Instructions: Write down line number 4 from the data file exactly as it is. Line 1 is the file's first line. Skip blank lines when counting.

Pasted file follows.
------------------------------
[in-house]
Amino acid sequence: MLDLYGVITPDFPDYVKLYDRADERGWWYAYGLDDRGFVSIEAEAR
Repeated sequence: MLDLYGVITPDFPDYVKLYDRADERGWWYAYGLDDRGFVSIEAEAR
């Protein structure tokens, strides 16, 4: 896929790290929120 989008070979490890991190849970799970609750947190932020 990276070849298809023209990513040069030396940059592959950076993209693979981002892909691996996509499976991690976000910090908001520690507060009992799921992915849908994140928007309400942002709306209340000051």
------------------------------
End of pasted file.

């Protein structure tokens, strides 16, 4: 896929790290929120 989008070979490890991190849970799970609750947190932020 990276070849298809023209990513040069030396940059592959950076993209693979981002892909691996996509499976991690976000910090908001520690507060009992799921992915849908994140928007309400942002709306209340000051």